Monday, 27 September 2010

The Street Fighter (1974)

Following the tragic and untimely death of Bruce Lee in 1973, the martial arts film world was in turmoil. Various projects which the star had been attached went up in smoke and what was to be his magnum opus, Game of Death remained unfinished. Unscrupulous film producers rushed to find someone to take his place, mostly what audiences got were shameless imitators who aped Lee's filmography and sullied his great legacy. Meanwhile over in Japan, a film hit cinemas that struck a cord, not only with local audiences but with fight film fans world wide. That film was The Street Fighter. An action crime film starring Sonny Chiba.

Chiba had already established a foothold in the Japanese film industry with appearances in films such as Yakuza Deka and Bodyguard Kiba but he was yet to star in a film that would really propel him to being a major star. Upon it's release it was well received and went on to spawn two sequels, all starring Chiba in the lead. It wasn't until years later that Chiba admitted that he had turned down the opportunity to work with Lee on the film Way Of The Dragon and to this day remains one of the biggest regrets of his life.

With it's combination of over the top characters and brutal fight choreography, The Street Fighter has gained a cult following which includes famous admirers like film director and shameless film nerd Quentin Tarantino. The film True Romance includes a conversation between the lead characters in which they talk about Sonny's on screen persona.

Since it's release the film, along with it's sequels, have fallen into the public domain and have been released on DVD by various labels. It's worth mentioning that when the film was originally released in the U.S. it was given an X rating due to the level of violence rather then sexual content and was a first for a film of this nature. If that doesn't give you an idea of the type of movie this is, I don't know what will.

Sonny Chiba portrays Takuma Tsurugi, a mercenary for hire who ends up a target for the mob when they try and hire him to kidnap the daughter of a recently deceased oil tycoon but refuses when he finds out the people trying to hire him are part of a criminal organization specialising in assassination. The plot is shamelessly incidental and gives Chiba, who holds black belts in six different forms of Japanese martial arts, to show just what he can do best and that's bust people's head's open and rip a dude's nutsack clean off all the while grimacing like he's having an incredibly uncomfortable bowel movement.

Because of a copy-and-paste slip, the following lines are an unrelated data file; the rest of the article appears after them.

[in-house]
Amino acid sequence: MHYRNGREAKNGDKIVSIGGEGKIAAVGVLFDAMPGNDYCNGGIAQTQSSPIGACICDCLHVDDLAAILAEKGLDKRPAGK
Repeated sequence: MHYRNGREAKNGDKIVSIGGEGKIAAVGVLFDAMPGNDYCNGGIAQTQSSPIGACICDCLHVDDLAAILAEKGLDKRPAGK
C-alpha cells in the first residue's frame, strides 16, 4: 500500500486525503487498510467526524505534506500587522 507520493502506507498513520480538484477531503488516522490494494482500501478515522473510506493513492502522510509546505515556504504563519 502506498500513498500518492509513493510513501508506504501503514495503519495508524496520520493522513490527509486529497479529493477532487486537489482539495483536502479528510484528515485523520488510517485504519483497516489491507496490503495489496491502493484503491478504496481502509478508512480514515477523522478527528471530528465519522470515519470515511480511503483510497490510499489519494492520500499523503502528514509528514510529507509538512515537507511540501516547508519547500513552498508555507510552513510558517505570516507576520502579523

Sonny's character doesn't screw around, he's very much the anti-hero, he'll help you out in a jam but only if you've got the cash to back it, mess him around and he'll have no problem breaking your face and selling your sister into sex slavery. The film does a great job of trying to differentiate Chiba's on screen persona from that of Bruce Lee, who often played the down trodden hero doing what was right for his fellow country men. If Sonny Chiba was in The Big Boss, he would have gone to Han Yin-Chieh in the first five minutes of the movie, ripped his throat out and then sold his cousin to the local whore house just for laughs. This type of down and dirty action hero worked well in Chiba's favour as it allowed him to do things in movies that no other action star could have pulled off.

The action is some of the most brutal I've seen from a film during this era. Chiba shows his skills as a martial artist really well, the moves themselves don't look as stylish or pretty as Chinese Kung Fu does but it's just as intricately choreographed and just as hard hitting. With every punch, kick and elbow he throws you actually feel it and gives the fight scenes just that little added touch of brutality. One of the defining moments in the film is when Tsurugi goes toe to toe with a karate master portrayed by Masafumi Suzuki, at first he's over confident and bragging how much he's going to beat him but when the fighting starts it's clear Tsurugi is outmatched but when that famous theme music starts playing away you know he means business and fight comes to an incredible stalemate.

That's one of the more interesting aspects of The Street Fighter, each fight feels different and looks different. There's a clever little fight in which Tsurugi goes against a blind swordsman (An obvious riff on the famous character Zatoichi) who blocks the bright sun behind him and moves so the sudden flash of light would make it difficult for Tsurugi to place just exactly when he'll strike, it's a nicely edited and tightly choreographed fight and further proves the maker's of this movie were really trying hard to make The Street Fighter stand out. Yet, all that just leads us to the the finale on board an oil freighter where Sonny tears through the bad guys, bodies fly, bright red blood is spilled and Chiba proves just what a complete bad-ass he is.

This film is a much beloved movie among fight movie fans for a reason and if you haven't seen it yet, you really owe yourself get your hands on the DVD but make sure the one you get is completely uncut cos you don't want to miss out on a single second of the brutal and bloody spectacle that is The Street Fighter

1 comment:

  1. How could I have missed this post? I LOVE Street Fighter! haha, what a film icon and what a great movie!